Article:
Order 1: The Long Position
Based on the speculation that XYZ’s company’s price may rise from Rs 500 to Rs 600, an investor places a long order to buy 100 shares of XYZ as soon as the market opens. If the order is executed at Rs 530, the investor can sell all the shares at Rs 600 or when the acquisition deal is successful. The transaction will earn the investor a profit of Rs 7,000 (Rs 60,000-53,000)
Now, since the investor placed a long position for XYZ’s stocks, the next transaction is to short the shares of ABC. This is because, as ABC will bear the cost of acquiring XYZ, its share price may decline because of the huge spending. Suppose ABC was trading at Rs 1,500, and the investor expects its share price to decline to Rs 1,200. The investor will place a short call.
Order 2: The Short Position
Based on the speculation that ABC company’s price may fall from Rs 1,500 to Rs 1,200, an investor places a short order to buy 100 shares of ABC as soon as the market opens. If the order is executed at Rs 1,450, the investor can wait for the price to go down to Rs 1,200 or when the acquisition deal is successful. The transaction will earn the investor a profit of Rs 25,000 (Rs 1,45,000-1,20,000).
This is how risk arbitrage trading works in the stock market and allows investors to make profits from placing a long position and a short position simultaneously
What are the risks involved in Risk Arbitrage?
As risk arbitrage strategy is one of the hardest to execute, it comes with the following risks for the hedge fund or the investor:
- Difficulty in Tracking: Developments about mergers and acquisitions are tough to track as they happen instantly and without prior notice. Furthermore, if tracked, there is no promise that the news is reliable. As it can turn out to be false, investors who have taken long and short positions under risk arbitrage may end up losing their investments and incur huge losses.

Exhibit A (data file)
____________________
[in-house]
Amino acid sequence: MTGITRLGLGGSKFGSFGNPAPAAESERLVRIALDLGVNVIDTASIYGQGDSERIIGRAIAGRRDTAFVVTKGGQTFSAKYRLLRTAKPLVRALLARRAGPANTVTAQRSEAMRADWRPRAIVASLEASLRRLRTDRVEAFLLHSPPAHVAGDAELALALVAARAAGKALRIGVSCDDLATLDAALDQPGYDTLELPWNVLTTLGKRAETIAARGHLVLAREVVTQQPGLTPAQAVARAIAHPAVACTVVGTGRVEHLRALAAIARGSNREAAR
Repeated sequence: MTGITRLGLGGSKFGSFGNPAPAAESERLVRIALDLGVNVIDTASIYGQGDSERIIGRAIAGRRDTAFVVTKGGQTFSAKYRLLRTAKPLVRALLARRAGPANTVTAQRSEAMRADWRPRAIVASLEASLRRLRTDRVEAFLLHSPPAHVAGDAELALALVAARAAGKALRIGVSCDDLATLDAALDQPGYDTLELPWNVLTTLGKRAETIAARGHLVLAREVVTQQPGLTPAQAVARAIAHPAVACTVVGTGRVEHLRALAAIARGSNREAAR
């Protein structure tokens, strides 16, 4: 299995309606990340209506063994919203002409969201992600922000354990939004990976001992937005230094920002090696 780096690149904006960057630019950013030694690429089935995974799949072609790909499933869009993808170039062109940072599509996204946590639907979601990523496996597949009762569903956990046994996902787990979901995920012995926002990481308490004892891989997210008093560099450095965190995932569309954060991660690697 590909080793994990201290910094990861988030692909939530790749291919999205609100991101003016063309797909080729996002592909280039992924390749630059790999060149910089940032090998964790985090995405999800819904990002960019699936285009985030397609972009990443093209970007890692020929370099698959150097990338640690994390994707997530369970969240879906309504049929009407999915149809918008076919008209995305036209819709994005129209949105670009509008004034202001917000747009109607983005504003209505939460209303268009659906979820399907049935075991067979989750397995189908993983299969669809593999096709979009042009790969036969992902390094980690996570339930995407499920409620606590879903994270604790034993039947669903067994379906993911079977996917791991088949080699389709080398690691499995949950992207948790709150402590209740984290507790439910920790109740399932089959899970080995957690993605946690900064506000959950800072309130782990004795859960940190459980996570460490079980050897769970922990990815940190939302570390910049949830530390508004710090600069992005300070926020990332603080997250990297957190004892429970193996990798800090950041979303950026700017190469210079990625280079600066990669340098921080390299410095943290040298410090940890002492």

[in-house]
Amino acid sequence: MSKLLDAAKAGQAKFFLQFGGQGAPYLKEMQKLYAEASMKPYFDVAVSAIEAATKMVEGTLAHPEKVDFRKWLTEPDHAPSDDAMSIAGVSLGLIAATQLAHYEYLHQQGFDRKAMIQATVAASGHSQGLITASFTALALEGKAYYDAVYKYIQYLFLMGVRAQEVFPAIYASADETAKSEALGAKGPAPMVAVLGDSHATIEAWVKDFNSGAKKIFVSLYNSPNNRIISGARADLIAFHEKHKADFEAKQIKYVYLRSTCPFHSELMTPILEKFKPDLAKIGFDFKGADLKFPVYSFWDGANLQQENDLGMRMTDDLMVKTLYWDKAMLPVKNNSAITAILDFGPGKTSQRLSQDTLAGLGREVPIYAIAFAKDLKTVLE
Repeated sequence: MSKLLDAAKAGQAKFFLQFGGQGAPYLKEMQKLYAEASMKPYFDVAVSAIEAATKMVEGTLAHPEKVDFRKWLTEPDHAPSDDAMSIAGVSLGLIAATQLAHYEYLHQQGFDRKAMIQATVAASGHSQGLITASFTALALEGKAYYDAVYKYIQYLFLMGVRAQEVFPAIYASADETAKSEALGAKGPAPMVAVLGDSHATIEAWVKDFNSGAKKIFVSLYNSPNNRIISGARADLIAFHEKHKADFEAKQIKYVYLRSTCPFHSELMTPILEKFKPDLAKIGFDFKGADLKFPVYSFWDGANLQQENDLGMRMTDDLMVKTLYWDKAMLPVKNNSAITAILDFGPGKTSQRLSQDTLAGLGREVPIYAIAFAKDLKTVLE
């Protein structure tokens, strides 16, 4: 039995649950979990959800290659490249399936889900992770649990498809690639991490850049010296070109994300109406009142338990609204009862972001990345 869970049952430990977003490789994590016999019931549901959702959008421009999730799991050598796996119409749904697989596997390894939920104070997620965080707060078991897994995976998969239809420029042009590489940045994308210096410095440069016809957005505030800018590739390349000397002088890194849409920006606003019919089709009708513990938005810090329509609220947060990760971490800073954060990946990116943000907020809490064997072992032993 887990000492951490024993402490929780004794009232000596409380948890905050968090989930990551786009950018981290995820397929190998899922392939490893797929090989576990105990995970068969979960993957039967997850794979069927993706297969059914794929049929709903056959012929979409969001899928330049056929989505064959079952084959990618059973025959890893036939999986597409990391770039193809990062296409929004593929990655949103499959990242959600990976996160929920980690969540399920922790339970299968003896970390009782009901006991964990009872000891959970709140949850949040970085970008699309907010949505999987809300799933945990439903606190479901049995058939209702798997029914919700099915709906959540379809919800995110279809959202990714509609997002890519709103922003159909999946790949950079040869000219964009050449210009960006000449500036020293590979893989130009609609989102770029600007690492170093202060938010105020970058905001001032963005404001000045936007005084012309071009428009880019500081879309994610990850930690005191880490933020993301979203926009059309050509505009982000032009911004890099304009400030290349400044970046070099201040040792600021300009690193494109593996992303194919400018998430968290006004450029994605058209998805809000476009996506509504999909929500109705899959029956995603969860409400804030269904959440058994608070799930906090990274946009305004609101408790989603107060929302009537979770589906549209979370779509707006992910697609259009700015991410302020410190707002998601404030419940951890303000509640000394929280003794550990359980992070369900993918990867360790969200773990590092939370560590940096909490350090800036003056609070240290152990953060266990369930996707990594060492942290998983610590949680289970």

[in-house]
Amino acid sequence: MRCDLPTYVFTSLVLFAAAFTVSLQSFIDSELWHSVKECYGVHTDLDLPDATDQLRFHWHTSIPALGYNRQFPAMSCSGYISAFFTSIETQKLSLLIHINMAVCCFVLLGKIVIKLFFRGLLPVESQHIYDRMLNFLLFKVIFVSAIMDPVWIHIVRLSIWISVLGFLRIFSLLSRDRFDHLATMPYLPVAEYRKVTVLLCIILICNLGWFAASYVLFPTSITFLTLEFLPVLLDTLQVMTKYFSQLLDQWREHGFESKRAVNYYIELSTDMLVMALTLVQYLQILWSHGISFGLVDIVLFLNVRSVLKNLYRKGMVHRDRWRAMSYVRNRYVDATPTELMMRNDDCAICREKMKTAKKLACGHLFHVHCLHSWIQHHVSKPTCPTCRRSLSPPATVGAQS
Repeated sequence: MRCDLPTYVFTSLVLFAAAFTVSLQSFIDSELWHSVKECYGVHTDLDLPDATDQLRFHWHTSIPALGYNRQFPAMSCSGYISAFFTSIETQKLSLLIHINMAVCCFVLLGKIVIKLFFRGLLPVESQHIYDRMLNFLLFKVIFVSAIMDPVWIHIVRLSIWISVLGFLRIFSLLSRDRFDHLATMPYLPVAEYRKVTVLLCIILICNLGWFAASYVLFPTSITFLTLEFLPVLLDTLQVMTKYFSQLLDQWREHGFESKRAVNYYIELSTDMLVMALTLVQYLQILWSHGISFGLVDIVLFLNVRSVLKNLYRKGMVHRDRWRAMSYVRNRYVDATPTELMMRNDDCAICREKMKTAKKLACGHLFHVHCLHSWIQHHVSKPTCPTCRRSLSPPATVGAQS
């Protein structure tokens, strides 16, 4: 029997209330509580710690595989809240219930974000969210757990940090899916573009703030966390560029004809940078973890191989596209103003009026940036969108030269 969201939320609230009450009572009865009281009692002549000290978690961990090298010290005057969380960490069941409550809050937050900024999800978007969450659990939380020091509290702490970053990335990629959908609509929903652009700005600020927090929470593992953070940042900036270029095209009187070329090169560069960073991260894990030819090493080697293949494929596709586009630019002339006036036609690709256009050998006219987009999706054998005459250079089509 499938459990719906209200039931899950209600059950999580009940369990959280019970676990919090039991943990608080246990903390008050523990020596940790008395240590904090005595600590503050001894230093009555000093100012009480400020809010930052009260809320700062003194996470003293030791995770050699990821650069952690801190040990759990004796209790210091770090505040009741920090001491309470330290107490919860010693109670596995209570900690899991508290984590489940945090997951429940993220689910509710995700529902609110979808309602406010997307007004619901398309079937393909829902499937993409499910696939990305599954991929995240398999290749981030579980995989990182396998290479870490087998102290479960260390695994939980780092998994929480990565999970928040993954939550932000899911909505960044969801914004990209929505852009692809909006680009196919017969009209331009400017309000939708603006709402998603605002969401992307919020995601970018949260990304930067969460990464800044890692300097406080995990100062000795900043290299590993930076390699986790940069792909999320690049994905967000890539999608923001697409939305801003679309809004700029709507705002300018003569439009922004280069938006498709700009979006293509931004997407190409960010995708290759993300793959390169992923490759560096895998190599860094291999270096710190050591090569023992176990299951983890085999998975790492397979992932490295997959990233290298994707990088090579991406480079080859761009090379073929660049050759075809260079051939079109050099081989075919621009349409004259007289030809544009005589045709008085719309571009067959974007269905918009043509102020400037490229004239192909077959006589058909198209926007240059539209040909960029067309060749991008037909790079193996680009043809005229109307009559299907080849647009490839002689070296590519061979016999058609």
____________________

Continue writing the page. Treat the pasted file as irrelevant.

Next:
- Deal Risk: Deal risk is the risk an investor takes in case the acquisition deal does not go through. If it fails, it can create negative repercussions on both the company’s prices, forcing the investor to lose a hefty amount of money.
- Price Fall: As investors only speculate that the share price of the acquiring company may rise, it may be that it falls to very low levels. In such a case, investors may lose money on their long positions.
- Uncertain Timeline: Entering into risk arbitrage only after the acquisition or merger news is risky as you can never know how much time it will take for the deal to go through. It can take months, allowing traders to enter into derivatives of the stocks and forcing the stock price to fluctuate.
Mergers and acquisitions happen regularly, some go through, and some don’t. Risk arbitrage is an effective strategy to leverage such deals and make considerable profits in the process. However, as the strategy is complex to execute and comes with numerous potential risks, it is also wise to consult a financial advisor such as IIFL. Once you know how to plan and execute the strategy, you can go ahead and benefit from the numerous deals that happen daily. For more information about risk arbitrage, visit IIFL’s website or download IIFL’s Markets app from the app store.
Frequently Asked Questions Expand All
Investors find it difficult to track the merger and acquisition deals that happen regularly. The difficulty in tracking is the dilemma over which news is true and which is false. If the investors enter into risk arbitrage by placing a long and a short position and the news about the merger or acquisition turns out to be false, it can force the investors to incur huge losses.
It happens regularly that the acquirer over-prices the premium for the shares of the acquiring company. If the deal fails, the acquiring company’s share price rises as the investors feel they avoided an overpriced deal. In such a case, if an investor has entered a short position, it can result in losses.
Exchange to exchange arbitrage is when a currency trader leverages different spreads offered by stockbrokers for a specific currency pair. It involves buying and selling these currency pairs from different stockbrokers.